Sunday, 24 August 2008

Repetitive Strain Injury

Repetitive strain injury (RSI) is a serious, disabling condition which commonly affects people who spend long hours making small, repetitive movements doing things like knitting, playing musical instruments—and typing. Many writers contract it, including me.

I’ve had RSI for about two decades now. It often prevents me from typing, writing longhand, or using the computer at all. It leaves me in pain for weeks on end, and it doesn’t only interfere with my writing: sometimes it stops me sleeping, driving, and carrying out everyday tasks like washing the dishes. Some days it even stops me brushing my hair.

While this blog focuses on publishing I’ll bet that most of its readers are writers, some of whom might be putting themselves at risk from RSI even as they read this. So I’ve decided to start discussing some of the things that help me deal with my RSI in the hope that you’ll be a little more aware of it than I was. With any luck you'll avoid it completely.

6 comments:

Michael said...

Hi

I came across your blog via Monday Books.

I am a sports therapist by trade and a lecturer in soft tissue injuries.

My interest in writing is born out of the publication of my first book in October.

If I can be of any assistance with your RSI injury, please ask. There are many variations as RSI is a generic term for a number of specific conditions such as tendonosis, tendonitis and in some cases, carpal tunnel syndrome to name a few.

Jane Smith said...

Michael, thanks for that--you're very kind.

The only help I've ever been given by my GP is the offer of stronger painkillers and the advice to rest, so I've worked everything out by myself: if I type it hurts, if I don't, it gets better!

Is your book about RSI? If so, do send me a copy and I'll review it here.

Michael said...

Hi Jane

You're welcome. I've dealt with many clients with this frustrating and debilitating condition.

I would never wish to contradict a GP who is significantly more qualified in medical matters than I am, however, I could offer you an alternative course of action to try. You should always have your injury thoroughly assessed so that the correct treatment plan is given, so please be cautious with the generic advice here.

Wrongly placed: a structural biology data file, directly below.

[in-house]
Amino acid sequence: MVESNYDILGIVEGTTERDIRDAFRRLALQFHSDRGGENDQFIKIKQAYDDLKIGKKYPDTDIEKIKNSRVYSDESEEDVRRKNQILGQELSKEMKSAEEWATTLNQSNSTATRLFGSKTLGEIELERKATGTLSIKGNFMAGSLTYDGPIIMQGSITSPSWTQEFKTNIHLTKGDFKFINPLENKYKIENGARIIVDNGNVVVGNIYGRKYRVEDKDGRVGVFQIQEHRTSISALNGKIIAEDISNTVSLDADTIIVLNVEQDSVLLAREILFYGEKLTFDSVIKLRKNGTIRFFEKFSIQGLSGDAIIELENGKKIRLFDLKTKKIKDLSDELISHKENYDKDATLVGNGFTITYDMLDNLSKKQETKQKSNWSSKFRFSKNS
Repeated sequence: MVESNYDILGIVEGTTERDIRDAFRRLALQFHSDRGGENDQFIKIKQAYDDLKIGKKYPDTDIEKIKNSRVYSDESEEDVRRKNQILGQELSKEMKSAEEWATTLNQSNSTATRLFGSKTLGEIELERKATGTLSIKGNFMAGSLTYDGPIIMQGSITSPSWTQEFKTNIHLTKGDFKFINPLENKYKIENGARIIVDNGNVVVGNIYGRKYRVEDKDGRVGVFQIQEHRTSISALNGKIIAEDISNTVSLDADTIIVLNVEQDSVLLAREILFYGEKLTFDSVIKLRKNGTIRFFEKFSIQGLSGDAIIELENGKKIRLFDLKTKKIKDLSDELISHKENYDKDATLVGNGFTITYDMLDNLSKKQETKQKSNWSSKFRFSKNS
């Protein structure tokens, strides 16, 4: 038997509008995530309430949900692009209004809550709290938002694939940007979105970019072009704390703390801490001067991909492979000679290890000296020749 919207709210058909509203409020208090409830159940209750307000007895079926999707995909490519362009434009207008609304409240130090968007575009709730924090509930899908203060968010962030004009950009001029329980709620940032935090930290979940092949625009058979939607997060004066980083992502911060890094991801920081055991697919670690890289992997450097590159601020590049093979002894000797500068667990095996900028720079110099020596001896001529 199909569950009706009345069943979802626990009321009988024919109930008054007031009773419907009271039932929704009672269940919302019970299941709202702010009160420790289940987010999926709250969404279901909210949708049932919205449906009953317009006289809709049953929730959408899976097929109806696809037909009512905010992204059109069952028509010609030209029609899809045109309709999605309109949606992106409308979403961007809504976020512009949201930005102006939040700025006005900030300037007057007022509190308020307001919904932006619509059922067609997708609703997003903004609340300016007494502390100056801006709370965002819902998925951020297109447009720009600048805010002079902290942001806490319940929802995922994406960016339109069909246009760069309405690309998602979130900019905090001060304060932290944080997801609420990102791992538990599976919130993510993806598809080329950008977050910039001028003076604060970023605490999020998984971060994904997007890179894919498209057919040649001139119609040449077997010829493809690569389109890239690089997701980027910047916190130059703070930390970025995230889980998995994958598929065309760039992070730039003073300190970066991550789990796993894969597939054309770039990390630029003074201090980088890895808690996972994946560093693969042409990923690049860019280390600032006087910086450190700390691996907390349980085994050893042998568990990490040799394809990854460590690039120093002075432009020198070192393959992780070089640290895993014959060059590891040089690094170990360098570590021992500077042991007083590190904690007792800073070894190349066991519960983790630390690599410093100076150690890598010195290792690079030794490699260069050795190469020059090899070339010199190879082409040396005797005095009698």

Tendonosis is a degenerative condition and the only ways of combatting it are through eccentric strength exercises (where the muscles lengthen), deep massage including frictions and sustained removal of cause (collagen type 1 and 3 take at least 100 days to repair in this scenario). In short, if you've had this a long time, I'd see someone. Painkillers may improve the symptoms but may exacerbate the condition.

My book is totally unrelated. It's called A Fair Cop and is a factual account of my time in prison after I was convicted of common assault as I tried to arrest a known violent offender. (I used to be a policeman). I had a damaged eye socket, broken tooth and various other injuries. He was uninjured and was convicted of assaulting me. It is legally unprecedented.
You can see more at www.afaircop.co.uk

Jane Smith said...

So now I'm consorting with known criminals, as well as writers...!

Joking aside, Michael, you're welcome here, and I much appreciate the advice. I'll have a look at your website, and now want to buy the book!

debutnovelist said...

Hi Jane
I've had problems this year with my right hand/wrist which I put down mainly to overuse of the mouse. (As well as using a pc for all my writing I have a job in IT - then there are those hours spent on the web ...) I have tried a Quill mouse (recommended by GP) but I think it has a bad effect on my elbow. As M. says, these things aren't simple! I now 'mouse' left-handed but still get some pain and suspect just typing alone is also injurious - (or it could be my golf swing!) If anyone reader wants to try uout the other mouse I can provide a link. Glad you have found your own solution. AliB

Jane Smith said...

I still have a lot of trouble mousing, and haven't really sorted out my RSI, just worked out how to not make it worse. Now that Michael has been so helpful I'm going to go back to my GP and discuss it again. Meanwhile I'll also be buying Michael's book, which looks amazing--in an horrific sort of way. Who'd be a police officer, huh? Not me.